Scientists Stumble Upon Global “Plastic Cycle” in U.S. National Parks

Galen Carrico | | BrainsBrains
Yosemite National Park
Soil samples taken from Yosemite and other U.S. National Park had evidence of plastic contamination. Photo Credit: @cosmictimetraveler

Scientists analyzing soil samples from U.S. National Parks, including the Grand Canyon and Joshua Tree, were shocked to recently discover a “global plastic cycle” akin to the Great Pacific Garbage Patch. The group of scientists, led by Janice Brahney, a biochemist from Utah State University, were examining how wind-blown dust delivers nutrients to distant ecosystems when they started to notice numerous brightly colored fragments in the soil.

Plastic was found in soil all over the U.S. and is becoming a global issue. Photo Credit: Weiqi Xiong

“I realized that I was looking at the deposition of plastics, which was really shocking, ” said Brahney who did not initially have the funding to study microplastic pollution, so she did the analysis on her own time. As she told Science Magazine, it was a “very long and stressful year” of evenings and weekends counting nearly 15,000 tiny pieces of plastic, most of them smaller than one-third the width of a human hair.

Brahney and her group set up networks of pilot study plots, in conjunction with the National Atmospheric Deposition Program, to collect dust samples at a network of weather stations normally used to sample rainwater across remote locations of the western U.S. Those soil samples were taken from remote areas, including National Parks and protected lands in the western U.S. Ms. Brahney is the lead author of the publication from her findings entitled: “Plastic rain in protected areas of the United States.” However, she cautions that this is not just a national phenomenon. Evidence of these secondary plastics is found in “nearly every ecosystem on the planet.”

How much plastic?!?!

Brahney found a lot of tiny fibers, likely from clothes, carpets, and other textiles. She also found minuscule particles, about 30% of which were brightly colored spheres. Smaller than the plastic microbeads that have been used in cosmetics and other personal care products, the spheres are components of paints that might be released to the atmosphere during spray painting, she says.

“We created something that won’t go away” and “it’s now circulating around the globe,” Brahney said. According to the group of scientists involved in the study, more than 11 billion metric tons of plastic is expected to accumulate in the environment by 2025. The group estimates that more than 132 pieces of microplastic land on every square meter of wilderness each day. In addition, they estimate that approximately 1,000 metric tons of microplastic particles deposited into the soil of National Parks and protected lands in the western US every year–equivalent to approximately 300 million plastic bottles.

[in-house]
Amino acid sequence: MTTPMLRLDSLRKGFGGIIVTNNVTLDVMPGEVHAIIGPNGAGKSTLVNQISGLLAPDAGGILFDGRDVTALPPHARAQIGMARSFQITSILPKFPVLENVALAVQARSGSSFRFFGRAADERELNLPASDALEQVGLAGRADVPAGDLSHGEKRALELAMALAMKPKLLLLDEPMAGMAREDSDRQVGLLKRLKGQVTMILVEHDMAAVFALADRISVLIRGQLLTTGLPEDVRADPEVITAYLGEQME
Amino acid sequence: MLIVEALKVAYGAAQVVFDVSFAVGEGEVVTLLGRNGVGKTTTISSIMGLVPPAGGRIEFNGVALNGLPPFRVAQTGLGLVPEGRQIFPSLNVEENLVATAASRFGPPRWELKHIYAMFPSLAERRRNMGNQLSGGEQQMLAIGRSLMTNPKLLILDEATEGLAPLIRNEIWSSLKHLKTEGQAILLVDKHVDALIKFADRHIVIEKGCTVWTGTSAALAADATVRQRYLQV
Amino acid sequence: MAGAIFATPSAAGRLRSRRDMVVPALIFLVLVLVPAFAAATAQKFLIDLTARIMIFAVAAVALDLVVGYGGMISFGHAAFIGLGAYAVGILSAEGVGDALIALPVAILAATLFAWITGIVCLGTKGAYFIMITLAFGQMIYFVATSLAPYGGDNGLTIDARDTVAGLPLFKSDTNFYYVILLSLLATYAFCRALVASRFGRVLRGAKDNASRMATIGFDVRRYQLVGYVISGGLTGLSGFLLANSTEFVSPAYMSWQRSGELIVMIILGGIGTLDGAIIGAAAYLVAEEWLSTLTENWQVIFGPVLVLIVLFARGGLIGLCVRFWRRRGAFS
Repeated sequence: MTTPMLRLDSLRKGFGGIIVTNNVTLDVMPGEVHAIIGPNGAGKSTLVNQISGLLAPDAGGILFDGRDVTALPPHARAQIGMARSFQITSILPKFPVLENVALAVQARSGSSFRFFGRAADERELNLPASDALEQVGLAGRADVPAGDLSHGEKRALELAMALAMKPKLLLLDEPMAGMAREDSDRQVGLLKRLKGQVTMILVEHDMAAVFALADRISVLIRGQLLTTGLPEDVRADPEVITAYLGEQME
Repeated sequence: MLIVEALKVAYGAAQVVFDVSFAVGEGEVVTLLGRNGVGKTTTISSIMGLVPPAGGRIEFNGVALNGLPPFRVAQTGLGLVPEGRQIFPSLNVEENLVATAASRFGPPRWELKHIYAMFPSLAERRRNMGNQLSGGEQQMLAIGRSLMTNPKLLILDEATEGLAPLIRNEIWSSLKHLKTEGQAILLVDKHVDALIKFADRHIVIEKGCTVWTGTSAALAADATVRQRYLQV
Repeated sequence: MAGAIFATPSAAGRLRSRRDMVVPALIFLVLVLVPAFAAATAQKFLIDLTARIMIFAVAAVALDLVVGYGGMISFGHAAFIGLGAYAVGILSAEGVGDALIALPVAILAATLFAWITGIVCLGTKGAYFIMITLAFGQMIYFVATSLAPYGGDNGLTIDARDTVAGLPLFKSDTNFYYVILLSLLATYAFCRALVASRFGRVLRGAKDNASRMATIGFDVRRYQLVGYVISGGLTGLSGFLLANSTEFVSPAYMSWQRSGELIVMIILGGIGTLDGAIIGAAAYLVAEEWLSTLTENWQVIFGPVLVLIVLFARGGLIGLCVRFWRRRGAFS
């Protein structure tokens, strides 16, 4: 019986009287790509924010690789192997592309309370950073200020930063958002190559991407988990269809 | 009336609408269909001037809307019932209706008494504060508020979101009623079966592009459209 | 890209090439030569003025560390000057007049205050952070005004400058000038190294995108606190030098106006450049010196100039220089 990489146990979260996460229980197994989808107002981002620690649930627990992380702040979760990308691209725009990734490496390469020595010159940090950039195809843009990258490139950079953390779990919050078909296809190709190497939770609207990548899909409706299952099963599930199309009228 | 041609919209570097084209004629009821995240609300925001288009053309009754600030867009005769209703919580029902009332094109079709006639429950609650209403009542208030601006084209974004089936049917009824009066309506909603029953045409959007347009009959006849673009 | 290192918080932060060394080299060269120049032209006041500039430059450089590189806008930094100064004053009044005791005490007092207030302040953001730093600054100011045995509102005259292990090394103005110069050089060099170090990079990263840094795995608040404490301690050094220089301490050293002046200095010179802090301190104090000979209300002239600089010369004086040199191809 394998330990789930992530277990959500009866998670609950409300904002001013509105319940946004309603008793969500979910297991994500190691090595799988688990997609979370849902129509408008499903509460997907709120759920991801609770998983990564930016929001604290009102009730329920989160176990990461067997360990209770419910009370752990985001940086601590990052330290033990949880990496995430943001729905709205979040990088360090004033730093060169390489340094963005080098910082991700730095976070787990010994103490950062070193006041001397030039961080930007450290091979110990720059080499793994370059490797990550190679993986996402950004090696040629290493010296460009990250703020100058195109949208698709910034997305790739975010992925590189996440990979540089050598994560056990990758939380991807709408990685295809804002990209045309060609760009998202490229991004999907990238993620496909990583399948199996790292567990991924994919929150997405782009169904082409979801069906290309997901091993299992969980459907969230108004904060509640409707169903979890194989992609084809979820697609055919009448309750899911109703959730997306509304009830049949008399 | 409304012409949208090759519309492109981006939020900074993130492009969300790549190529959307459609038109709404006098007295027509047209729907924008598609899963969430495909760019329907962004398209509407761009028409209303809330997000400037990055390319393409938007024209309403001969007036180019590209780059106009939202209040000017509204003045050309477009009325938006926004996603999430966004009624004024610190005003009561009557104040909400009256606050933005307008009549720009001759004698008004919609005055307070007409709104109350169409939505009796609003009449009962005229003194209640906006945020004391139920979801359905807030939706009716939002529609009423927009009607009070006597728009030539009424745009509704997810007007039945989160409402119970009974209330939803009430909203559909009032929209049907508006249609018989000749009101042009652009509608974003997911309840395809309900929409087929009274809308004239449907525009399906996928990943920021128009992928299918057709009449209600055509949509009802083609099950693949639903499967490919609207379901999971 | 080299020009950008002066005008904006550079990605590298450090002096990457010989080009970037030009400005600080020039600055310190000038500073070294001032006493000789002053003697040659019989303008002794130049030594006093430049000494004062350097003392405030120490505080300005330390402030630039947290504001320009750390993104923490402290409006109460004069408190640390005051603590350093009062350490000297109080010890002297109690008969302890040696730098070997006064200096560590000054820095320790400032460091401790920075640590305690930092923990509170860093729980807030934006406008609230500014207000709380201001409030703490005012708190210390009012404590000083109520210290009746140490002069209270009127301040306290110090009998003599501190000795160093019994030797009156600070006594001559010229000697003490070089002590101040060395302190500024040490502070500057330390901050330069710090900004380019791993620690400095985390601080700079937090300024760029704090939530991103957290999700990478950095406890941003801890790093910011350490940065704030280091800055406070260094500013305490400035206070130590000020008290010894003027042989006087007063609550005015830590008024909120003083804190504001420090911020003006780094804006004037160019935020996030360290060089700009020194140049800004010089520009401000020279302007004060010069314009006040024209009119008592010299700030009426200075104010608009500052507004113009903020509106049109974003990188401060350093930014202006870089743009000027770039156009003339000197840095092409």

Brahney’s group revealed that the samples contained on average 4% plastic. “That number blew us away,” says Brahney, who had initially expected less than approximately 1% of the soil to contain plastic.

Where did the plastic come from and end up?

After these initial findings, Brahney and Co. were able to develop even more detailed data to identify where all this plastic was coming from using weather models to identify the projected paths of storms 48 hours in advance. Brahney observed that storms that passed over or near larger cities carried more microplastic than other storms. The largest amounts of microplastic were carried by storms over Denver. The scientists were stunned to find that storms over Denver deposited 14 times as much microplastic in the Rocky Mountain National Park, compared with storms that came from other directions. In addition, Brahney reported that pieces of microplastic were also larger than those that settled out of the air in dry weather, suggesting the strong winds of the storms had picked up and deposited heavier pieces of plastic.

Soil samples from Joshua Tree and other U.S. National Parks were analyzed in the study. Photo Credit: Lydia Mae Orendain.

A Global Phenomenon?

The scientists also reported that most of the plastic is likely coming from more distant locations. They believe the microplastics are deposited via high-altitude winds rather than regional rainstorms and about 75% of the plastic was deposited during dry rather than rainy weather. Brahney also noticed that some of the deposition patterns were clearly affected by the jet stream. In fact, they noticed that higher elevation testing sites tended to have more microplastic, further implying that the particles move high in the atmosphere. This is the primary reason behind the theory that this is a global system.

The group is now working with atmospheric scientists who specialize in dust transport in order to study how plastic particles move through the atmosphere, where they might come from, and the concentration of them in our atmosphere and the air we breathe. This is obviously not a new problem, it has just been newly discovered.

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